We acknowledge that we live and work on unceded Indigenous territories and we thank the Musqueam, Squamish and Tsleil-Waututh Nations for their hospitality.

Index

Results (404)

Book Review

Debating Dissent: Canada and the Sixties

Generation has dominated sixties scholarship since the baby-boomers came of age in the 1960s. Early historical scholarship, often written by those who participated in the events, emphasized a rupture with the past. These writers focused...

Review by Nancy Janovicek


Book Review

InJustice Served: The Story of British Columbia’s Italian Enemy Aliens During World War II

Historical redress is a touchy subject and should be handled with care. At root, it is a question about what to address. InJustice Served is funded by the vaguely termed “Community Historical Recognition Program” (CHRP),...

Review by Stephen Fielding


Book Review

Investing in Place: Economic Renewal in Northern British Columbia

This book addresses the question of how to bring about sustainable economic and social development in northern British Columbia. It is written from a geographic perspective with influences from policy studies and economics. The authors...

Review by Laura Lamb


Book Review

Alliances: Re/Envisioning Indigenous-non-Indigenous Relationships

Both the need for and the challenges of strengthening relationships between Indigenous and non-Indigenous Canadians have come into stark relief with the emergence of the Idle No More movement. In this context, Lynne Davis’s edited...

Review by Karena Shaw


Book Review

Cartographies of Violence: Japanese Canadian Women, Memory, and the Subjects of the Internment

In the second chapter of her powerful book, Mona Oikawa indicts the critical reception of well-known Japanese-Canadian representations of Internment. Readings of Muriel Kitagawa’s This is My Own, for example, have tended to “exceptionalize” it...

Review by Jordan Stanger-Ross


Book Review

Subverting Exclusion: Transpacific Encounters with Race, Caste, and Borders, 1885-1928

In 1871 in the process of dismantling the mibun or caste system that had been the basis of Japanese politics and society for hundreds of years, the fledgling Meiji government emancipated the buraku jūmin, or...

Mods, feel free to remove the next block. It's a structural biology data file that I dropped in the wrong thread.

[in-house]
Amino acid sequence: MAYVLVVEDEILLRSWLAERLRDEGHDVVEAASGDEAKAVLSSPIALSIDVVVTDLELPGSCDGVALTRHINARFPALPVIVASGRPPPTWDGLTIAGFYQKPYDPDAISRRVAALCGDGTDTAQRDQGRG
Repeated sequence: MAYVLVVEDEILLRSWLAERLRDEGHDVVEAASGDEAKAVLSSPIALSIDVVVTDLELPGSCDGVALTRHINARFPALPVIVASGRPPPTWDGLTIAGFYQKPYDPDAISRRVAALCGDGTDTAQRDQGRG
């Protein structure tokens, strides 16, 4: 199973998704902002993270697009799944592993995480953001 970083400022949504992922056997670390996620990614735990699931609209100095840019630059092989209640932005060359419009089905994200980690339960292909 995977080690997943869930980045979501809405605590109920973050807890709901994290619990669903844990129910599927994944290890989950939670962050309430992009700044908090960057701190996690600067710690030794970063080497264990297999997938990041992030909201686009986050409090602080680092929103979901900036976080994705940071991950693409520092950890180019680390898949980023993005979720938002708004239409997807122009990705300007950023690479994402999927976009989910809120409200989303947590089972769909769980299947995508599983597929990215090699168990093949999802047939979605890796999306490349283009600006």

Review by Joel Legassie


Book Review

Home Truths: Highlights from BC History

As co-editors of BC Studies, Richard Mackie and Graeme Wynn surveyed all the essays published in the journal since it first appeared in 1968 before deciding to focus on what they concluded were two dominant...

Review by J.I. Little


Book Review

Gateway to Promise: Canada’s First Japanese Community

  The authors, Ann-Lee Switzer and Gordon Switzer are both historians and writers with an interest in the Japanese Canadian experience. Gateway to Promise: Canada’s First Japanese Community is a rich history of the Japanese...

Review by Masako Fukawa, Stanley Fukawa


Book Review

First Person Plural: Aboriginal Storytelling and the Ethics of Collaborative Authorship

While Sophie McCall’s book is aimed primarily at readers of Aboriginal literary studies, she hopes that her book also will be of interest to “scholars investigating the problem of textualizing Aboriginal oral narrative.” This review...

Review by Neil Vallance


Book Review

“We are Still Didene”: Stories of Hunting and History from Northern British Columbia

We read this book as the British Columbia government announced that oil and gas development will be banned in the “Sacred Headwaters,” the vast tract of land in North Central British Columbia where the Nass,...

Review by Jillian Ridington


Book Review

In Twilight and in Dawn: A Biography of Diamond Jenness

At last there is a comprehensive biography of Diamond Jenness, perhaps Canada’s greatest anthropologist, and it’s an excellent one. Barnett Richling has risen to the task with a clear understanding of the man, his remarkable...

Review by Robin Ridington


Book Review

Trucking in British Columbia: An Illustrated History

Historians of British Columbia have devoted considerable attention to how its economy and social geography were shaped by different kinds of transportation, from sailing vessels and trails to wagon roads and railways. However, automobiles and...

Review by Ben Bradley


Book Review

Standing Up with Ga’axsta’las: Jane Constance Cook and the Politics of Memory, Church, and Custom

Standing Up with Ga’axsta’las; Jane Constance Cook and the Politics of Memory, Church, and Custom follows one woman’s involvement with “colonial interventions” (407) into Kwa’waka’wakw economics, government, and religion in the late nineteenth and early...

Review by Andrew Cienski


Book Review

The Principle of Tsawalk: An Indigenous Approach to Global Crisis

Do the theories and worldviews of the Enlightenment unfold all there is to know about reality? Can the political relationships between Canadians and Indigenous peoples be mended solely through Eurocentric remedies? Can settler Canadians and...

Review by Damien Lee


Book Review

Nowhere Else on Earth: Standing Tall for the Great Bear Rainforest

The Great Bear Rainforest, also known as the North and Central Coast of British Columbia, is one of the last intact temperate rainforests left in the world. This region has received much attention since 1989,...

Review by Margaret (Maggie) Low